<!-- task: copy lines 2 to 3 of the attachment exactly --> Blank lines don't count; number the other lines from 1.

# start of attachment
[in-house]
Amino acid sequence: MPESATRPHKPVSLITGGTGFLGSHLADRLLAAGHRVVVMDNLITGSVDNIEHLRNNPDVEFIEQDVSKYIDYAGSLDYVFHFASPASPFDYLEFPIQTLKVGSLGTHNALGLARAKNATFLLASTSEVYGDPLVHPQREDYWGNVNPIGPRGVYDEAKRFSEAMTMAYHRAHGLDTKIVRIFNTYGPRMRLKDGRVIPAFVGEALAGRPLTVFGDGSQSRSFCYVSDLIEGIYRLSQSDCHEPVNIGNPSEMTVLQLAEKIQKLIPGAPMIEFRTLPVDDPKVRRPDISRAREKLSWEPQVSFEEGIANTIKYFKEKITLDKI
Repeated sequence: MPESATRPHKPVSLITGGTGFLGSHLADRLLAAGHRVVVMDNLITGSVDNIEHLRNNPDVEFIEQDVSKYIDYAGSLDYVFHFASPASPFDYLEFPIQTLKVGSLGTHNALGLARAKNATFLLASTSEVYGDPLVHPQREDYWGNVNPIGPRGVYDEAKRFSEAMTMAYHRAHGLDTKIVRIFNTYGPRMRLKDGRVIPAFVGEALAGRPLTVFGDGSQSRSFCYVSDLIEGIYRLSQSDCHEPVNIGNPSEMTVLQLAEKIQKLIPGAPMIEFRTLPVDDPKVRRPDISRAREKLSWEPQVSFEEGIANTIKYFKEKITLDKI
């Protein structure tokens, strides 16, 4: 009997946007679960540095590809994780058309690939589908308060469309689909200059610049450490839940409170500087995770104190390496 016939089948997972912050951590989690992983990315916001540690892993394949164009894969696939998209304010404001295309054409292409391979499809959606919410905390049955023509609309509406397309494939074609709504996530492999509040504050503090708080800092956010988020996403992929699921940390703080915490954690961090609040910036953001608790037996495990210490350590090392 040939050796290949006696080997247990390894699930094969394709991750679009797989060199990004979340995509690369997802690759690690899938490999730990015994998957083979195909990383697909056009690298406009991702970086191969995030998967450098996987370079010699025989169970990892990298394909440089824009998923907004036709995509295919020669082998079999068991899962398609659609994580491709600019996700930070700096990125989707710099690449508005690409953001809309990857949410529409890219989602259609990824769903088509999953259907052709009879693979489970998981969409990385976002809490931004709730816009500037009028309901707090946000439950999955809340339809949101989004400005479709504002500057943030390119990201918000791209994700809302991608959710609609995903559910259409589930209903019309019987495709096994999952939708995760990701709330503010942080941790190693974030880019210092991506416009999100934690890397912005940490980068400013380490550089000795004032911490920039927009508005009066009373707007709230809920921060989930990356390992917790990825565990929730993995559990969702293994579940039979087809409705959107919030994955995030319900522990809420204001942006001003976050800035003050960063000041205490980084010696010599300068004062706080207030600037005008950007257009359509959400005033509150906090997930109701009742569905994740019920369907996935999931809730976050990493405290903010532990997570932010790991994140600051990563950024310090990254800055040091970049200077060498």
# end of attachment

Amino acid sequence: MPESATRPHKPVSLITGGTGFLGSHLADRLLAAGHRVVVMDNLITGSVDNIEHLRNNPDVEFIEQDVSKYIDYAGSLDYVFHFASPASPFDYLEFPIQTLKVGSLGTHNALGLARAKNATFLLASTSEVYGDPLVHPQREDYWGNVNPIGPRGVYDEAKRFSEAMTMAYHRAHGLDTKIVRIFNTYGPRMRLKDGRVIPAFVGEALAGRPLTVFGDGSQSRSFCYVSDLIEGIYRLSQSDCHEPVNIGNPSEMTVLQLAEKIQKLIPGAPMIEFRTLPVDDPKVRRPDISRAREKLSWEPQVSFEEGIANTIKYFKEKITLDKI
Repeated sequence: MPESATRPHKPVSLITGGTGFLGSHLADRLLAAGHRVVVMDNLITGSVDNIEHLRNNPDVEFIEQDVSKYIDYAGSLDYVFHFASPASPFDYLEFPIQTLKVGSLGTHNALGLARAKNATFLLASTSEVYGDPLVHPQREDYWGNVNPIGPRGVYDEAKRFSEAMTMAYHRAHGLDTKIVRIFNTYGPRMRLKDGRVIPAFVGEALAGRPLTVFGDGSQSRSFCYVSDLIEGIYRLSQSDCHEPVNIGNPSEMTVLQLAEKIQKLIPGAPMIEFRTLPVDDPKVRRPDISRAREKLSWEPQVSFEEGIANTIKYFKEKITLDKI